President Obama Challenges Vietnamese Rapper, She Kills - DJBooth

President Obama Challenges Vietnamese Rapper, She Kills

The leader of the free world offers to beatbox for an emcee during a trip to Vietnam. This is the only hip-hop video you need to see today.
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This is exactly and precisely the kind of story that gets chewed up and spit out by the Buzzfeed content mill, seen and forgotten about a day later, and that's a shame because it's without exaggeration one of the most powerful hip-hop moments I've ever seen. So before you watch this video, let's give it the set up it deserves. 

1. This week President Obama visited Vietnam, a country that just a few decades ago was mired in a war that resulted in the death of approximately one million Vietnamese and 60,000 American troops.  

2. During a Town Hall style meeting a young Vietnamese woman, who identified herself as a rapper named Suboi, asked the President for his thoughts on how government should support the arts. Before answering the question, Obama challenged her to rap first, even offering to beatbox for her. Let's just pause right there and acknowledge that a sitting U.S. president...offered to beatbox...for someone. 

3. If you thought Big Sean rapping for Kanye outside a radio station was pressure, if you thought J. Cole trying to rap for Jay Z on the sidewalk was pressure, imagine Obama challenging you to spit hot flames with your entire country watching. Seemingly completely unphased, she proceeds to kill it. And THEN, as if that wasn't enough, when asked about the content of her rhymes, she explained that she was rapping about the gap between material wealth and true happiness.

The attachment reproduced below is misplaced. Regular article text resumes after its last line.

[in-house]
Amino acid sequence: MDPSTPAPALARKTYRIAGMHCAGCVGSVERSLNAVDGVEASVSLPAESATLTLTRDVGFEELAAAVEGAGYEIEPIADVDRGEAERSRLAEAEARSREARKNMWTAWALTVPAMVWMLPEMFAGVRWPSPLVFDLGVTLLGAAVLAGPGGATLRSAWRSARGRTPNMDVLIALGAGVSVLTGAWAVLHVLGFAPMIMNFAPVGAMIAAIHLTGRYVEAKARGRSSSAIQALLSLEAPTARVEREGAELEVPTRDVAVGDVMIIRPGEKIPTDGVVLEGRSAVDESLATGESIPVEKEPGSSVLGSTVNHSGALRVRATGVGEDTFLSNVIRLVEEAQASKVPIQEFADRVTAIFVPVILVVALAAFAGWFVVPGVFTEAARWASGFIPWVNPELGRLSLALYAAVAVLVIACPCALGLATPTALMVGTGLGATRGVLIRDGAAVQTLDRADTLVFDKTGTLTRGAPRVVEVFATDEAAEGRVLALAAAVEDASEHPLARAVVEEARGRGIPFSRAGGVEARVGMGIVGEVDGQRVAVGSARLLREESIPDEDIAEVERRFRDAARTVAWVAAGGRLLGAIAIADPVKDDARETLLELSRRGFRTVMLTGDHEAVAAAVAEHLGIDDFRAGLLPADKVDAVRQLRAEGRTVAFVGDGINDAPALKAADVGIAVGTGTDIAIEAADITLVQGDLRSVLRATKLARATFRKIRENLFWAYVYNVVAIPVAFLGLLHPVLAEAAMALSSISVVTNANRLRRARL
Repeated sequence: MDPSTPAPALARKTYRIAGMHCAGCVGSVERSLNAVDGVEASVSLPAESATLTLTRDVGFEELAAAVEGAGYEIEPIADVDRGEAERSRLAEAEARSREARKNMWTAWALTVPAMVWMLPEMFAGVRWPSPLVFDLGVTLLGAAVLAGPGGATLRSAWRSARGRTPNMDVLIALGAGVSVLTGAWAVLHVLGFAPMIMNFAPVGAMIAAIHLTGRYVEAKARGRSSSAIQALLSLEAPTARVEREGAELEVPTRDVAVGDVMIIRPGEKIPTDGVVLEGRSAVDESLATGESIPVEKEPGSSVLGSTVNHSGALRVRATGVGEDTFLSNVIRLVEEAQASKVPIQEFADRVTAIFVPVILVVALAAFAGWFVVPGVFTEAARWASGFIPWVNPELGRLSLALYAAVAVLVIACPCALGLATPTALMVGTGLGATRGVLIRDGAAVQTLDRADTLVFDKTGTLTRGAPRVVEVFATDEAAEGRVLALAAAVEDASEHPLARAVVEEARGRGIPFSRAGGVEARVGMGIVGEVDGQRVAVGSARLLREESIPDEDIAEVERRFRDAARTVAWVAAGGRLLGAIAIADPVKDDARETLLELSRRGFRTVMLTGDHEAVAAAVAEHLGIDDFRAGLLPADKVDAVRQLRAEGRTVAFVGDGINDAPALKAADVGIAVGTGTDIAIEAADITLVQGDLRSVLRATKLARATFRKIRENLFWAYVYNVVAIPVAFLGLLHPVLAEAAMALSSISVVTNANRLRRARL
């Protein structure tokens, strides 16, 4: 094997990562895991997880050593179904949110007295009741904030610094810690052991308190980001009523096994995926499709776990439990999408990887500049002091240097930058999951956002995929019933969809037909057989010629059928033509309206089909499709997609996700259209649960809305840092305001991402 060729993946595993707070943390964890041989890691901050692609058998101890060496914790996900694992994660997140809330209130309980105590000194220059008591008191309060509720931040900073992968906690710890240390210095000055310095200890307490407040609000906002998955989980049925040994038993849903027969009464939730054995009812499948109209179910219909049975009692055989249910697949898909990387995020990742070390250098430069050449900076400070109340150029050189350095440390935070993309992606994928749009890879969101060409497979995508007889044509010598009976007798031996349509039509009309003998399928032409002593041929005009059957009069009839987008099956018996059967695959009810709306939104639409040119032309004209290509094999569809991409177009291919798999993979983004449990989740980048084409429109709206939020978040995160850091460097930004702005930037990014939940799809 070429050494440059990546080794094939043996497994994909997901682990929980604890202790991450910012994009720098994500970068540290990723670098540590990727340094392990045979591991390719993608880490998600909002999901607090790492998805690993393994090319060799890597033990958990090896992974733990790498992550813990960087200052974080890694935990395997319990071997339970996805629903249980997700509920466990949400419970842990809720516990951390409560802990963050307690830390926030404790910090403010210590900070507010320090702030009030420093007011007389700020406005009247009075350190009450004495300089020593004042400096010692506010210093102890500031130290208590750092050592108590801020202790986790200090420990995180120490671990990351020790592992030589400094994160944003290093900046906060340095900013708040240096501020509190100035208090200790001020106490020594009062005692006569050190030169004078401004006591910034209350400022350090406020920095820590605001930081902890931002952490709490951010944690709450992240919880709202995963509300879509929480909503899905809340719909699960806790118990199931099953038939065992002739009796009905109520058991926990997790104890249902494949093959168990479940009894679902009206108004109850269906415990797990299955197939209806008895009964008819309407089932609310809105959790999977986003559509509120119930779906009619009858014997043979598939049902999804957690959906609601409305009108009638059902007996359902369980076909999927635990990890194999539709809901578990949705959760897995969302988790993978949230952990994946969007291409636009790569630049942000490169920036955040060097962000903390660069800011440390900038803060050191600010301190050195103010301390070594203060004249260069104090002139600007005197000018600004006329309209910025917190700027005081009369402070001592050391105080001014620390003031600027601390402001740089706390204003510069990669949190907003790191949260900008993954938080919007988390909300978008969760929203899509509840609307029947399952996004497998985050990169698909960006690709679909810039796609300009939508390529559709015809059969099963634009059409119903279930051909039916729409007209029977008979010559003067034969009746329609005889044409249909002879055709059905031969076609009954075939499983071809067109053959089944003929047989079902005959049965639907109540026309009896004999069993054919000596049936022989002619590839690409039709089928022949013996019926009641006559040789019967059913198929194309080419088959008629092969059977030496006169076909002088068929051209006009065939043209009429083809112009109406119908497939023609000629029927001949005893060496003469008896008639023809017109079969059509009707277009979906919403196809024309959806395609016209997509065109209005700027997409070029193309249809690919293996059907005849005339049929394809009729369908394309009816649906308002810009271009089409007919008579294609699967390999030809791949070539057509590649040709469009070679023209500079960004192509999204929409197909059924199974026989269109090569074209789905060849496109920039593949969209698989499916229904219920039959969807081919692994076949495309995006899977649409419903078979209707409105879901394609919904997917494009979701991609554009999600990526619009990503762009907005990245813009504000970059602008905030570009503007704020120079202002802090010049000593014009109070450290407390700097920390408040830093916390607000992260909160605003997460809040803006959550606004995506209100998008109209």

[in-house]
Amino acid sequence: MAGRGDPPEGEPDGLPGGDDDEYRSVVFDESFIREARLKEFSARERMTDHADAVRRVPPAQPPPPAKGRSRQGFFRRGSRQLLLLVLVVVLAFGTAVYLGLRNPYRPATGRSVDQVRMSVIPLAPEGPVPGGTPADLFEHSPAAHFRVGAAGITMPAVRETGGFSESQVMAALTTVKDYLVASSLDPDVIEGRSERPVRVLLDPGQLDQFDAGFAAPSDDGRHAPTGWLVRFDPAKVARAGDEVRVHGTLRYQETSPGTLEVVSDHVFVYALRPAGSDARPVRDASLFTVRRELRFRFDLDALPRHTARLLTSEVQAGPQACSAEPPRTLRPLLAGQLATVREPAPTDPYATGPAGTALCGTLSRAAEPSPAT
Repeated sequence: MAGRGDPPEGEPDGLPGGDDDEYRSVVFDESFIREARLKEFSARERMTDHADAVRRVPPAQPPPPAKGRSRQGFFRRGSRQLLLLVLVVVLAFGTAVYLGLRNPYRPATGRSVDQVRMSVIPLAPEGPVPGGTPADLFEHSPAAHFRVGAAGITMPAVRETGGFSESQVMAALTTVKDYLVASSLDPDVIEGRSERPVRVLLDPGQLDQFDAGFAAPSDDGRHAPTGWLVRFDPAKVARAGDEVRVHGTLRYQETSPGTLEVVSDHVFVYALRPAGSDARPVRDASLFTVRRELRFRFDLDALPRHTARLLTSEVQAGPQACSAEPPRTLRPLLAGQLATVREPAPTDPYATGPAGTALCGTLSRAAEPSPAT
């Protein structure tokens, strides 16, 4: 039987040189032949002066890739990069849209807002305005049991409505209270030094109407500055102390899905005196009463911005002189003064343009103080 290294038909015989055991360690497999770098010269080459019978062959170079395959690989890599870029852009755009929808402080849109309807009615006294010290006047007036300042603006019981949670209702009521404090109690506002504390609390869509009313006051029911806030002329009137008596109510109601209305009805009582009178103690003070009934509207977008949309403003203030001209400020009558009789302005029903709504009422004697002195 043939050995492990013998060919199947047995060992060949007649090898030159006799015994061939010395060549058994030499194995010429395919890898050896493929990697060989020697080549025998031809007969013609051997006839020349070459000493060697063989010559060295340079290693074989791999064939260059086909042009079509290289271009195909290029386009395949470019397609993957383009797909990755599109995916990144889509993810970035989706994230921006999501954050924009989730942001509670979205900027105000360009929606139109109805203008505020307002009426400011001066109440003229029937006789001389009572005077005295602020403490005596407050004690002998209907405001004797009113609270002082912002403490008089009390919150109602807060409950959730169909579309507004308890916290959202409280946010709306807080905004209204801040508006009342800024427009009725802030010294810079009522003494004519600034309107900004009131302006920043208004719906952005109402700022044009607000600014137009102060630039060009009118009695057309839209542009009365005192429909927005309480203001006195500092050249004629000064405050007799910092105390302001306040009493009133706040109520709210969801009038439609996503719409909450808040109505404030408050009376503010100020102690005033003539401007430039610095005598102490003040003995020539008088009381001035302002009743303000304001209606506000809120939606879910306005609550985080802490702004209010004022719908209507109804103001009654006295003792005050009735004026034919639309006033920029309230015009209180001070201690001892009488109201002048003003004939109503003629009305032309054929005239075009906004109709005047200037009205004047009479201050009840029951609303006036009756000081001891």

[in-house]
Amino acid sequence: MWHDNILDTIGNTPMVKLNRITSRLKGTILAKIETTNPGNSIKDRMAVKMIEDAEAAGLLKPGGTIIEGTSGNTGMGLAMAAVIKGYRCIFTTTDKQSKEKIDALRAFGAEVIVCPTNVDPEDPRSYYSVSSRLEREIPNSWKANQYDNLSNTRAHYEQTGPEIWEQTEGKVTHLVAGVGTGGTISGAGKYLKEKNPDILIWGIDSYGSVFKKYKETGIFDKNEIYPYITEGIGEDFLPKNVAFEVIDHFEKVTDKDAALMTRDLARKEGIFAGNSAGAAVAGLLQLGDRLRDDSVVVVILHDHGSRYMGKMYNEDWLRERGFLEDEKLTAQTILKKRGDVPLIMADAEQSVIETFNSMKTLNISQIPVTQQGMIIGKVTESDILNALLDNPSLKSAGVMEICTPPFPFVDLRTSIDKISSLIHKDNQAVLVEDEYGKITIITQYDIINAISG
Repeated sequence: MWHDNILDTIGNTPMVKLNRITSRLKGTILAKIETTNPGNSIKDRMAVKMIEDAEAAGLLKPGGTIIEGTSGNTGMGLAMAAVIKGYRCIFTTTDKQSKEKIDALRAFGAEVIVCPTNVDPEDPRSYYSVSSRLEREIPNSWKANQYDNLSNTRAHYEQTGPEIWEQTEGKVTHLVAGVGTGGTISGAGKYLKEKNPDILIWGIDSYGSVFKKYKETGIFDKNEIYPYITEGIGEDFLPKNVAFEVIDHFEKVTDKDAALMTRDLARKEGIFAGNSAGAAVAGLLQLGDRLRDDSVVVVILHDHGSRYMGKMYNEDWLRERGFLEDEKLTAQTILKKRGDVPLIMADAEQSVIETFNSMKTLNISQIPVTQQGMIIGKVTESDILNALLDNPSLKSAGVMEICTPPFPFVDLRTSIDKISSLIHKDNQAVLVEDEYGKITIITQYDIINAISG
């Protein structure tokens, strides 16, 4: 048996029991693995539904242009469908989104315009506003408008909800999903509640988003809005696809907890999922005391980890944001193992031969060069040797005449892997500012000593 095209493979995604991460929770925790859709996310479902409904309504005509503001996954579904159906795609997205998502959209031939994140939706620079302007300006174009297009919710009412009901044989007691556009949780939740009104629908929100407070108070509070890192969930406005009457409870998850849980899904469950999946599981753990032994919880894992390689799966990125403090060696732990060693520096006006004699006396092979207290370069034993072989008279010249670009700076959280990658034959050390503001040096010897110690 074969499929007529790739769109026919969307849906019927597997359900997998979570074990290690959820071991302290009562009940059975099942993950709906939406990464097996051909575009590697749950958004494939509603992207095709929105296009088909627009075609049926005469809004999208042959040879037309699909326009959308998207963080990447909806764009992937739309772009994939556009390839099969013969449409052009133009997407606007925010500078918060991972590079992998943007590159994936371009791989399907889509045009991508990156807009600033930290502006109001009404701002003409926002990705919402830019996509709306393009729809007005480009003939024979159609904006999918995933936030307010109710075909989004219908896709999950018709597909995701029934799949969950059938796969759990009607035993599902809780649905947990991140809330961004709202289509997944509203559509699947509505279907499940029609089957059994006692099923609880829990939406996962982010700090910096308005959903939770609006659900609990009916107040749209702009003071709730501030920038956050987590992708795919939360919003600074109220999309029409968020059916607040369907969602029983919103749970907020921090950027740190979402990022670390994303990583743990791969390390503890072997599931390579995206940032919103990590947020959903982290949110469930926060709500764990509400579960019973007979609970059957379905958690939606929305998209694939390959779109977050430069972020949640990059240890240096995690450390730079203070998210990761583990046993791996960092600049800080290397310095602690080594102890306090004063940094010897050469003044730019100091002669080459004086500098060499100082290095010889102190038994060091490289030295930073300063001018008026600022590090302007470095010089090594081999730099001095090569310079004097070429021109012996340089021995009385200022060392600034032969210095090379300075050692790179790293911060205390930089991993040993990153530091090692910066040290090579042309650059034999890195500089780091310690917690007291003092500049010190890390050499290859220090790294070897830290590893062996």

President Obama has embraced hip-hop as an agent of change and unification like no other president ever has - over the last few months alone everyone from J. Cole to Kendrick to Pusha T have made White House trips - and this video is proof that he's right. I don't care if it sounds corny, hip-hop has the power to bring people together across countries, cultures and languages. It can bridge gaps that might otherwise seem impossibly large - like between a young Vietnamese rapper and the leader of the free world - and it can empower voices that might otherwise go unheard. 

I spend so much time knee deep in the business of hip-hop, it's crucial to pause and take moments like these to still hear the beating heart of a culture I love. It's bigger than hip-hop. 

By Nathan S, the managing editor of DJBooth and a hip-hop writer. His beard is awesome. This is his Twitter.

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